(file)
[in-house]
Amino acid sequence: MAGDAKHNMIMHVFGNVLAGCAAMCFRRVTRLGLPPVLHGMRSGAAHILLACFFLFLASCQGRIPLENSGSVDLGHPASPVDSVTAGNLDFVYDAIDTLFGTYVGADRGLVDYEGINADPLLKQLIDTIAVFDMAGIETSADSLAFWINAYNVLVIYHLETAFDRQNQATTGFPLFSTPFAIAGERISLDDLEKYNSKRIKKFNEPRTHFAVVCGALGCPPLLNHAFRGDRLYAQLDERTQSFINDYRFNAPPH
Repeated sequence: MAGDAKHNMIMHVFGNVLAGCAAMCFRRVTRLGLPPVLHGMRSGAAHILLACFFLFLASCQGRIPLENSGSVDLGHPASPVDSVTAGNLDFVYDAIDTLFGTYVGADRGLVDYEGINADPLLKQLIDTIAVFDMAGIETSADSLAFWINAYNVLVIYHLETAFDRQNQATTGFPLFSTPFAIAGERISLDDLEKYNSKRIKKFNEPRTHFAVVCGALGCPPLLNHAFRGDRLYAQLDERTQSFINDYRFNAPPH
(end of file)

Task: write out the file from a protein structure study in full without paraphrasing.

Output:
[in-house]
Amino acid sequence: MAGDAKHNMIMHVFGNVLAGCAAMCFRRVTRLGLPPVLHGMRSGAAHILLACFFLFLASCQGRIPLENSGSVDLGHPASPVDSVTAGNLDFVYDAIDTLFGTYVGADRGLVDYEGINADPLLKQLIDTIAVFDMAGIETSADSLAFWINAYNVLVIYHLETAFDRQNQATTGFPLFSTPFAIAGERISLDDLEKYNSKRIKKFNEPRTHFAVVCGALGCPPLLNHAFRGDRLYAQLDERTQSFINDYRFNAPPH
Repeated sequence: MAGDAKHNMIMHVFGNVLAGCAAMCFRRVTRLGLPPVLHGMRSGAAHILLACFFLFLASCQGRIPLENSGSVDLGHPASPVDSVTAGNLDFVYDAIDTLFGTYVGADRGLVDYEGINADPLLKQLIDTIAVFDMAGIETSADSLAFWINAYNVLVIYHLETAFDRQNQATTGFPLFSTPFAIAGERISLDDLEKYNSKRIKKFNEPRTHFAVVCGALGCPPLLNHAFRGDRLYAQLDERTQSFINDYRFNAPPH